Real Estate Tip of the Week: There’s an App for That

The real estate industry is constantly transforming and changing in lieu of technological advancements – which means as an agent, you need to stay informed on all of the new updates.

Luckily, there are apps that can help separate you from the pack.

Here are some of the best apps you can use as a real estate agent:®’s Street Peek & Sign Snap Feature

Street Peek allows users to point their phone at homes to have instantaneous property details surface about the home’s you’re currently facing. This allows users to see the information they need to know about homes on any street.

The Sign Snap feature allows users to snap a photo of a For-Sale sign to immediately receive more listing details of a home.


If you have a buyer that is looking to purchase remotely, then LionDesk might be the app to use to showcase potential homes.

This app lets you seamlessly add videos to your emails and text messages – you can upload your own videos or record directly from the app.

LionDesk also offers power dialing and contact management, among other features!


If you don’t have the option (or simply don’t want to) to have a separate business phone, the Sideline app might be a good fit for you. This app allows you to connect one phone with multiple phone numbers that can even offer a different ringtone depending on the type of phone call you’ve categorized it as.


Don’t you just hate having to deal with all of the paperwork when it comes to open houses? With Spacio, you can create digital forms to accurately collect visitor information and even set up follow-up emails after the open house ends.


With DocuSign, you won’t have to worry about all being in the same room at the same time – because let’s face it: we’re all busy. This app allows users to sign electronic signatures on disclosures, forms, and closing paperwork without even having to be in the office.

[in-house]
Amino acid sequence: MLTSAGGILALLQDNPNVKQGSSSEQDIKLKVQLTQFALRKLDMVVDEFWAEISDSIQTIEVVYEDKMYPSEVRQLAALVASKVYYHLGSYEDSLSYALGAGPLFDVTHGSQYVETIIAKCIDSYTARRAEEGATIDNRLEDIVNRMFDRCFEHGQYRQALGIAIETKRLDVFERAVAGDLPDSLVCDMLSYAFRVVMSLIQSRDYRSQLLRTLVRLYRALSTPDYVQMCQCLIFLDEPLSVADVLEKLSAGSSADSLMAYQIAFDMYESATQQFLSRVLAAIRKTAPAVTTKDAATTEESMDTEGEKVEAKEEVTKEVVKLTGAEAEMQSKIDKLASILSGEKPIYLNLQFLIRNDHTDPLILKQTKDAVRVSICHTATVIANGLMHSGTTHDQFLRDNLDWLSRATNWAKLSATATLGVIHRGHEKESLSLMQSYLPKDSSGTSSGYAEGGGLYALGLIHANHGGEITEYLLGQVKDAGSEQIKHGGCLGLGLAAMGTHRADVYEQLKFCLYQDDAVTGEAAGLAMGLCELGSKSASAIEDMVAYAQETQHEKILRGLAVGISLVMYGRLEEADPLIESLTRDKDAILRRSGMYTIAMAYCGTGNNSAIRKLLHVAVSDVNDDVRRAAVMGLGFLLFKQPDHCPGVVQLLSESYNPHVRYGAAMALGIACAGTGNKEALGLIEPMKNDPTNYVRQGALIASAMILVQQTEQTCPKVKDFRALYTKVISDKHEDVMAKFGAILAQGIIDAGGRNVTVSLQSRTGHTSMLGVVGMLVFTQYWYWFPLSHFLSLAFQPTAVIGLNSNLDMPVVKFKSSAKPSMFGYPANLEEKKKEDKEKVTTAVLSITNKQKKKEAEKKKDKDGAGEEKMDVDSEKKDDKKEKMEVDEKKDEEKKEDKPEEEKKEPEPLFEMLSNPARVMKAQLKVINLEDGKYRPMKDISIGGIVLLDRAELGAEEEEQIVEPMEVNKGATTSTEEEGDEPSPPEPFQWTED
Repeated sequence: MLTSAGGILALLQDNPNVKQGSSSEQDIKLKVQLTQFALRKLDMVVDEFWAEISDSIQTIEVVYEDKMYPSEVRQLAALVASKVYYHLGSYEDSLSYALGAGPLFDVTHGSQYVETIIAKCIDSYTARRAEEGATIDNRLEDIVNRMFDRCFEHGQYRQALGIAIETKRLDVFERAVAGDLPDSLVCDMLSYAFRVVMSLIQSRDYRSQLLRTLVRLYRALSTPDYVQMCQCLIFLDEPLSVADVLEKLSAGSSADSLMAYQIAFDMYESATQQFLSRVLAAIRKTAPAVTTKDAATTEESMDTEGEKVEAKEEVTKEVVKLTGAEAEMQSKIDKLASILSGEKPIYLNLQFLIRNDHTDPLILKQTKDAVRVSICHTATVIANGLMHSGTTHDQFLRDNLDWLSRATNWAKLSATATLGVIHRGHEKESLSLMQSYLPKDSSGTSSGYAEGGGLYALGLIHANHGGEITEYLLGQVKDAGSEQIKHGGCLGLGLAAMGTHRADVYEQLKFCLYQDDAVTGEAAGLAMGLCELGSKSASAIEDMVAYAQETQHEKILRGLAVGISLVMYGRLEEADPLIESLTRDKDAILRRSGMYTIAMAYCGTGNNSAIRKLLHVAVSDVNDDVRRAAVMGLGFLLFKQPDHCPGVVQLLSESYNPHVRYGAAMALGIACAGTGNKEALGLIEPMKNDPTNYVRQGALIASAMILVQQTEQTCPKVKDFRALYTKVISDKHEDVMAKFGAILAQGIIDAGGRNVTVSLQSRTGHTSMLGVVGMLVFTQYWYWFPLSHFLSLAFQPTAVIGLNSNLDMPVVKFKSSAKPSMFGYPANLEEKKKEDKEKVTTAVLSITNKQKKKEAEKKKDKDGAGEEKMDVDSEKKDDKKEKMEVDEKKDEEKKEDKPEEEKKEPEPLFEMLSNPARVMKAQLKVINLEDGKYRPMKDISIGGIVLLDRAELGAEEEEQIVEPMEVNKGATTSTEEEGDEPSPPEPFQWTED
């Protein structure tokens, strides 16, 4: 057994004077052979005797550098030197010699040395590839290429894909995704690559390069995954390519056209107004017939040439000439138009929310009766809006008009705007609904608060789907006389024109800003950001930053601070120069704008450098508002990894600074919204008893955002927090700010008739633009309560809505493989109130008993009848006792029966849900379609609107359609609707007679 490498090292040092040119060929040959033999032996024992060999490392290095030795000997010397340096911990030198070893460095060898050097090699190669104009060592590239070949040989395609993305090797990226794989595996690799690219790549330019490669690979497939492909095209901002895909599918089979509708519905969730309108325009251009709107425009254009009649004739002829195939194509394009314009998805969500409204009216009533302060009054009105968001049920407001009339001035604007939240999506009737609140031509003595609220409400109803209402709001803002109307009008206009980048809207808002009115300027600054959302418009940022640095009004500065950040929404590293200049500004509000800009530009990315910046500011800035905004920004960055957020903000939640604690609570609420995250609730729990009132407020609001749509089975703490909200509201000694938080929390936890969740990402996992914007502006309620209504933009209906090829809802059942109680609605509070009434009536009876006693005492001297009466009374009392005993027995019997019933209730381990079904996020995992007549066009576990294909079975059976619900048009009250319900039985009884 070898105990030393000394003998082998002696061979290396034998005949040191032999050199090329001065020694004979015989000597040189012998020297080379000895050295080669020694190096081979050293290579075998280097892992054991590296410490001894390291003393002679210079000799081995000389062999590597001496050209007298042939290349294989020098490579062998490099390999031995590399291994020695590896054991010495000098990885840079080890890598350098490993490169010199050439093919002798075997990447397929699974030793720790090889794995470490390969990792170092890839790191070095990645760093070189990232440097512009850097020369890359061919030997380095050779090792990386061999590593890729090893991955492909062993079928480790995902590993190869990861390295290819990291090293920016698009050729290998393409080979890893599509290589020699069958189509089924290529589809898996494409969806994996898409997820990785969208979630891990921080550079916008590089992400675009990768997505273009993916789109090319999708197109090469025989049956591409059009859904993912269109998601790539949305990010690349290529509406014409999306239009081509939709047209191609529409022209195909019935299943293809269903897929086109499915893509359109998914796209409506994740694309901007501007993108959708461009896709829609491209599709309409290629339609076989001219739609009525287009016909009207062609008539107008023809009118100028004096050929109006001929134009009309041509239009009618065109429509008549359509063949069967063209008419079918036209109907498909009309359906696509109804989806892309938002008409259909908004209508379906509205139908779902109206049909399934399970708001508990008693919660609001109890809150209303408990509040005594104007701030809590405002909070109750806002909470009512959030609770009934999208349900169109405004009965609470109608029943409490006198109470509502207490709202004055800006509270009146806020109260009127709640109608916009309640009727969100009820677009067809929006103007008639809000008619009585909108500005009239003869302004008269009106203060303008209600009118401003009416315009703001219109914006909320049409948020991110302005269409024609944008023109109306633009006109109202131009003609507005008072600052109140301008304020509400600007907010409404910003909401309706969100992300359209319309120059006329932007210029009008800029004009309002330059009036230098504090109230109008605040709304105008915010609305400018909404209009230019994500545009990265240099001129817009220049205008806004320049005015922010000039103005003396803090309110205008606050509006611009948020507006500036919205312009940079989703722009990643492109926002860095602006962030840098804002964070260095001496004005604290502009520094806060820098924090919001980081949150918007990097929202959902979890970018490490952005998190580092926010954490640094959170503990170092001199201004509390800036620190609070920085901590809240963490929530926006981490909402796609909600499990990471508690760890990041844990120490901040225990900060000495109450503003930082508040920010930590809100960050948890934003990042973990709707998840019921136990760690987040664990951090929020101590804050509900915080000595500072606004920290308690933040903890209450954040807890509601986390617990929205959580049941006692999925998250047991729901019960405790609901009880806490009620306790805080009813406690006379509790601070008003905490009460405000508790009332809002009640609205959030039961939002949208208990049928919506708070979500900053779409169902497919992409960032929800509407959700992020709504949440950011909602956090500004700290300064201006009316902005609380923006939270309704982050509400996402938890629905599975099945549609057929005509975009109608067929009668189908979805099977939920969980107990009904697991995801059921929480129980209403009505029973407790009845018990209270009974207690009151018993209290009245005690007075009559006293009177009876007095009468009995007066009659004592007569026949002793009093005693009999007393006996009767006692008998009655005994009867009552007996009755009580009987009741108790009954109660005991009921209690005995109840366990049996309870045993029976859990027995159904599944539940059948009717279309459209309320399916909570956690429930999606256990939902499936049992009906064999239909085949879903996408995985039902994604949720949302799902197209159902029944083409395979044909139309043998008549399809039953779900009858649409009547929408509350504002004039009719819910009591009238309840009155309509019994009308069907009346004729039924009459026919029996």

Research which apps might benefit you as a real estate agent!

Inspect the Uninspected – Pre-Listing Inspection for Your Home Sale

Sometimes, the unexpected can be scary – especially if you haven’t kept up with home repairs.

Potential buyers and their agents will be inspecting every inch of your home with a magnifying glass. Instead of crossing your fingers and hoping for the best, why not schedule your own home inspection first?

Yes, it’s true – most sellers just allow the buyers to place the order on a home inspection during escrow. While you’d have to pay for the inspection yourself, if you choose to have one before listing your home (usually anywhere from $350 to $600), it would ultimately pay off in the long run.

Here’s why:

  • After you repair and update the features of your home that the home inspector suggested, you can justify listing your home at a higher price
  • Some states allow your pre-sale home improvement repairs to be deductible from the profit you make after closing
  • Home inspections can help assuage any worries the buyer may have, and it might incentivize  them to put an offer down on your home sooner
  • A pre-listing inspection will allow you to update repairs more leisurely than if you had a seller on the table waiting for your updates to be completed 

However, if you decide to go with a pre-listing inspection, make sure you’re ready to go through with any updates and repairs that need fixing. Sellers are legally obligated to disclose any problems brought forth by inspection.

It’s always best to sit with your real estate agent and go over your plan to sell the home. Discuss a pre-listing inspection with your agent to see if it’s a good fit for you.

Bank of Mom and Dad No Longer Needed for Millennial Homeowners

Just because millennials aren’t using doorbells, doesn’t mean they aren’t buying homes.

It’s true – millennials have been slower to enter the housing market. With lifestyles and finances being vastly different from previous generations, millennials have put homeownership on the backburner.

But as a majority of this generation enters their early 30s, these first-time homebuyers have been the dominate force in real estate.